First things first: “There is no ‘porn’ area of the brain,” says sex researcher Dr Nicole Prause. The brains of those watching sex look like the brains of those having it. Porn floods your body with bonding hormone oxytocin, which is the chemical that turns you into a repeat customer. The average man is said to rack up 40 minutes a week. Far be it for us to say whether this is a realistic estimate.
On the up
Hitting play raises your respiration rate and blood pressure – among other things, of course. As your muscles relax, blood is redirected below the belt, but your penis isn’t the only organ in play. Brain areas associated with motive and reward light up. These are the areas that are stimulated when presented with anything you get an illicit high from, be it drugs or dessert.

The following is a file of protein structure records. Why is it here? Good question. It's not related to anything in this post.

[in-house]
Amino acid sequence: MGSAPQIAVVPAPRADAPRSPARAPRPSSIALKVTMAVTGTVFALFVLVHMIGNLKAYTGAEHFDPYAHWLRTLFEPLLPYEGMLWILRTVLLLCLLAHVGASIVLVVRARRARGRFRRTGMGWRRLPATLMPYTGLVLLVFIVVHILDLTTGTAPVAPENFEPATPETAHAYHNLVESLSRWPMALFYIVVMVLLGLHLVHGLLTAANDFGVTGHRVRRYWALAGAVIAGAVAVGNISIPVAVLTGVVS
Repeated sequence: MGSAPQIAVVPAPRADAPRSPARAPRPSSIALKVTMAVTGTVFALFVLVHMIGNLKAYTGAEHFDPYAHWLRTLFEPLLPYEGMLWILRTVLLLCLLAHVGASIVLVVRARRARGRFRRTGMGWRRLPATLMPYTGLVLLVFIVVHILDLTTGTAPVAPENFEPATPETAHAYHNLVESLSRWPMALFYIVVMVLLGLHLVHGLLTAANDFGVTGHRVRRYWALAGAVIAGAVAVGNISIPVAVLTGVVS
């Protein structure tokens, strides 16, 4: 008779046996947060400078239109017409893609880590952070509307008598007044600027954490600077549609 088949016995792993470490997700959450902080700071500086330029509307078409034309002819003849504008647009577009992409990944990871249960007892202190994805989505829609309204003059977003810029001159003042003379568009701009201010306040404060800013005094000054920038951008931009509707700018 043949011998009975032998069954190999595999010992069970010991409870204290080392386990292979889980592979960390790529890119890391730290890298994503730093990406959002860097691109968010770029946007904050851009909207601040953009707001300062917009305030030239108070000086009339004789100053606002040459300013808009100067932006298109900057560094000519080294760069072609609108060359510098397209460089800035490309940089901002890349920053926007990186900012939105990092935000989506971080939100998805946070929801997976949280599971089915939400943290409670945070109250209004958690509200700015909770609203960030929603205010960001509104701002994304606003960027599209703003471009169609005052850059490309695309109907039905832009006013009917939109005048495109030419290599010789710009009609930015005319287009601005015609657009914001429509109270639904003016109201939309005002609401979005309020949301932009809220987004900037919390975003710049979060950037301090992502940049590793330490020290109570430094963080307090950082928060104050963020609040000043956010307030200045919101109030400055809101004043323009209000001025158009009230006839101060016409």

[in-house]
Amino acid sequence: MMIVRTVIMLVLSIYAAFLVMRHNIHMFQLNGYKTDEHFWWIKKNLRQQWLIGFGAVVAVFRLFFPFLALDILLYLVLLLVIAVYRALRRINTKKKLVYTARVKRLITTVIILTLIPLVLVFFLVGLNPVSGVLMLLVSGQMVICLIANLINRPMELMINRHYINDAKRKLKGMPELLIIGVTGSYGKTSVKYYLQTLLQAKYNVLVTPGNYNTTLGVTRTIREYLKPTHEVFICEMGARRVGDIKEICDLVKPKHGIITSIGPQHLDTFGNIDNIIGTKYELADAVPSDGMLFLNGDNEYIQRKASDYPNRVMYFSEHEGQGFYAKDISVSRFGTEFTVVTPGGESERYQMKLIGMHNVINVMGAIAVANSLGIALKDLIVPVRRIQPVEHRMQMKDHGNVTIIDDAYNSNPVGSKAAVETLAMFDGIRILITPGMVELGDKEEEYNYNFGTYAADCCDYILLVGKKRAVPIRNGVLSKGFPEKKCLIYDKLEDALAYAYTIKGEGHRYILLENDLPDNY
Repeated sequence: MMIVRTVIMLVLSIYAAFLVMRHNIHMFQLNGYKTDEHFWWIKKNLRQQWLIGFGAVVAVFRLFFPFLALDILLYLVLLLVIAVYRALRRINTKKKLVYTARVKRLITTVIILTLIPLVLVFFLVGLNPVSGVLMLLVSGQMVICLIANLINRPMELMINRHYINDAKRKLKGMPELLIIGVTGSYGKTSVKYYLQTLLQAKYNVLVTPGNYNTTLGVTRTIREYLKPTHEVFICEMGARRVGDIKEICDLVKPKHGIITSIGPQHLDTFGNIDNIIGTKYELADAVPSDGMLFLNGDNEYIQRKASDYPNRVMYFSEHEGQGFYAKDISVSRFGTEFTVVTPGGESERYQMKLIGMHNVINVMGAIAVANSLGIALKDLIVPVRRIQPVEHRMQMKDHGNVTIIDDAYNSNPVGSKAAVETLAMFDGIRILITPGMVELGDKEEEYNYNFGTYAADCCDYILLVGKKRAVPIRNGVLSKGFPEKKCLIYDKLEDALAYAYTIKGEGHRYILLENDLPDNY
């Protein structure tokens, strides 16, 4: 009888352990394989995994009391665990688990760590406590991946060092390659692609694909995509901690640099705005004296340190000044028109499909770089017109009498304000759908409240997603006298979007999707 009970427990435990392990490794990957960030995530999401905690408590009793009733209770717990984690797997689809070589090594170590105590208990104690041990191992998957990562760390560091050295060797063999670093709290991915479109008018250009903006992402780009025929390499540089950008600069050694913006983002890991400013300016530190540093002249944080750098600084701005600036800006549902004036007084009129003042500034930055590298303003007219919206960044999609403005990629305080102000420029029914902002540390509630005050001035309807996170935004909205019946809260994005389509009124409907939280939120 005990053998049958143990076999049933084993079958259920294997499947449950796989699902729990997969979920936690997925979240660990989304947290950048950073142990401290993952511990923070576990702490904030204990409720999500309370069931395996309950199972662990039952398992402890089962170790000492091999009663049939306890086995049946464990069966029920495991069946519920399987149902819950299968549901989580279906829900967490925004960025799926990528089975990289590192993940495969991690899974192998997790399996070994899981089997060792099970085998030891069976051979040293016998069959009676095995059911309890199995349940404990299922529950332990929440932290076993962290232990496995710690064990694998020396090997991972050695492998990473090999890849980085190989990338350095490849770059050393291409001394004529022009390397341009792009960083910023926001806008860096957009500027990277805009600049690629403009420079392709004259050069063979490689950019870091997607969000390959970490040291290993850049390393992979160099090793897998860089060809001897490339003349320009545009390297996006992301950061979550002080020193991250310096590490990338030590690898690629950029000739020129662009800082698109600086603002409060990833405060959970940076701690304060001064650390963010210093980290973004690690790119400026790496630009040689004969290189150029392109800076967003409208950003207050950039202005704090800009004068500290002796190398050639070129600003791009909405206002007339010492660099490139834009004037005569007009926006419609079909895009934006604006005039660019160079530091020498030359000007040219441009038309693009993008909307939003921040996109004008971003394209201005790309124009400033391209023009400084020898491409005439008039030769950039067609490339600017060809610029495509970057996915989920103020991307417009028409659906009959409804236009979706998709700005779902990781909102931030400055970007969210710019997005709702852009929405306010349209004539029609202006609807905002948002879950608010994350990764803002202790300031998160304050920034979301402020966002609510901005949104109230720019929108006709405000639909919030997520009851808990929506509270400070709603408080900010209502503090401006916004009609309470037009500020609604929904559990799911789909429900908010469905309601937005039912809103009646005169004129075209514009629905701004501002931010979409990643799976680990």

When your session wraps, the brain releases a heady mix of the chemicals prolactin and vasopressin. This is the reason you hit your pillow hard after orgasm. But it could also be the ideal time for a different kind of session: erotic films cause surges in testosterone that can improve your squat strength at the gym, says the UK Sport Council. Consider it a pre-workout with less concerning tingles.
Porn also pumps out the pleasure chemical dopamine. (Shocker!) Its purpose, explains Prause, is to form positive associations, telling the brain: “We should do that again.” But this can, in turn, provoke a mixed emotional state. If you feel guilt, chalk it up to societal stigmas – it’s not necessarily a reflection on your partner. In fact, research has shown that married users are less likely to cheat.
While watching porn has the potential to lift your mood, XXX doesn’t always mark the spot – particularly if your solo work displaces relationships IRL. A Brigham Young Uni study linked excessive viewing to anxiety and compulsive behaviour. There’s no ‘safe’ upper limit, says Prause, though she advises capping your habit at two hours a week. Stay below that to beat off the blues.